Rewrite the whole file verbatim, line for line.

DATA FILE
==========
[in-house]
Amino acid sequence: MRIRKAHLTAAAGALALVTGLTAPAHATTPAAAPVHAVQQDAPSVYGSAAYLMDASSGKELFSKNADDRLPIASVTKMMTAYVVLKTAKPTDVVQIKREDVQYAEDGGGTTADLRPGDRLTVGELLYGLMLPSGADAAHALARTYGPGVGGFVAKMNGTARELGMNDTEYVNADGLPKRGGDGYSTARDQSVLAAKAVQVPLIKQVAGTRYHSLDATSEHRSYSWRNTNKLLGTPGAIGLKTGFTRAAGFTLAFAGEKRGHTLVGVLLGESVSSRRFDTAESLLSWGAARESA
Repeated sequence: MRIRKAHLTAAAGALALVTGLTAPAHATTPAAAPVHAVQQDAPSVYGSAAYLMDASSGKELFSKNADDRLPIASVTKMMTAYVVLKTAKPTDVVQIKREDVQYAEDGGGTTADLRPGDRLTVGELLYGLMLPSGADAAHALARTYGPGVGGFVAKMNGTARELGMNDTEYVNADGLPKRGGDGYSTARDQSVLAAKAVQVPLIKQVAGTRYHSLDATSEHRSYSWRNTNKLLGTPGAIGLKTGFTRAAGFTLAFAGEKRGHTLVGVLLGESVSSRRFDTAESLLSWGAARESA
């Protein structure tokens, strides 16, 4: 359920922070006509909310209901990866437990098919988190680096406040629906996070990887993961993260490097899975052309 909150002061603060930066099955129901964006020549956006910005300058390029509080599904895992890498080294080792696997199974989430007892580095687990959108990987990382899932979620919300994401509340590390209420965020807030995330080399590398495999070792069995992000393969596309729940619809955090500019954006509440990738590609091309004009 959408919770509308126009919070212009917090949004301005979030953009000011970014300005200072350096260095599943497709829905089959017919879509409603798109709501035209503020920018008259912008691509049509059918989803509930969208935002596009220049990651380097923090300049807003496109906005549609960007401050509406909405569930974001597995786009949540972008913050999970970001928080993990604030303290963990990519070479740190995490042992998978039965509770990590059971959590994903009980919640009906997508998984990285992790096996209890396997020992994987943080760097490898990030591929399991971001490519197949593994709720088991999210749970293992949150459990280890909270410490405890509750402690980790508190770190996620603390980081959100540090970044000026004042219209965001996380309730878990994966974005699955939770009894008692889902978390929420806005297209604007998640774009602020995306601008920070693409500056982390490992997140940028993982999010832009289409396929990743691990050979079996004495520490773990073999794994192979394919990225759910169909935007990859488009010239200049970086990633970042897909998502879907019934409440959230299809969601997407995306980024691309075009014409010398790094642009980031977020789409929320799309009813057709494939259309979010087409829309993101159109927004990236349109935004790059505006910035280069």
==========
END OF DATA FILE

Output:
[in-house]
Amino acid sequence: MRIRKAHLTAAAGALALVTGLTAPAHATTPAAAPVHAVQQDAPSVYGSAAYLMDASSGKELFSKNADDRLPIASVTKMMTAYVVLKTAKPTDVVQIKREDVQYAEDGGGTTADLRPGDRLTVGELLYGLMLPSGADAAHALARTYGPGVGGFVAKMNGTARELGMNDTEYVNADGLPKRGGDGYSTARDQSVLAAKAVQVPLIKQVAGTRYHSLDATSEHRSYSWRNTNKLLGTPGAIGLKTGFTRAAGFTLAFAGEKRGHTLVGVLLGESVSSRRFDTAESLLSWGAARESA
Repeated sequence: MRIRKAHLTAAAGALALVTGLTAPAHATTPAAAPVHAVQQDAPSVYGSAAYLMDASSGKELFSKNADDRLPIASVTKMMTAYVVLKTAKPTDVVQIKREDVQYAEDGGGTTADLRPGDRLTVGELLYGLMLPSGADAAHALARTYGPGVGGFVAKMNGTARELGMNDTEYVNADGLPKRGGDGYSTARDQSVLAAKAVQVPLIKQVAGTRYHSLDATSEHRSYSWRNTNKLLGTPGAIGLKTGFTRAAGFTLAFAGEKRGHTLVGVLLGESVSSRRFDTAESLLSWGAARESA
């Protein structure tokens, strides 16, 4: 359920922070006509909310209901990866437990098919988190680096406040629906996070990887993961993260490097899975052309 909150002061603060930066099955129901964006020549956006910005300058390029509080599904895992890498080294080792696997199974989430007892580095687990959108990987990382899932979620919300994401509340590390209420965020807030995330080399590398495999070792069995992000393969596309729940619809955090500019954006509440990738590609091309004009 959408919770509308126009919070212009917090949004301005979030953009000011970014300005200072350096260095599943497709829905089959017919879509409603798109709501035209503020920018008259912008691509049509059918989803509930969208935002596009220049990651380097923090300049807003496109906005549609960007401050509406909405569930974001597995786009949540972008913050999970970001928080993990604030303290963990990519070479740190995490042992998978039965509770990590059971959590994903009980919640009906997508998984990285992790096996209890396997020992994987943080760097490898990030591929399991971001490519197949593994709720088991999210749970293992949150459990280890909270410490405890509750402690980790508190770190996620603390980081959100540090970044000026004042219209965001996380309730878990994966974005699955939770009894008692889902978390929420806005297209604007998640774009602020995306601008920070693409500056982390490992997140940028993982999010832009289409396929990743691990050979079996004495520490773990073999794994192979394919990225759910169909935007990859488009010239200049970086990633970042897909998502879907019934409440959230299809969601997407995306980024691309075009014409010398790094642009980031977020789409929320799309009813057709494939259309979010087409829309993101159109927004990236349109935004790059505006910035280069």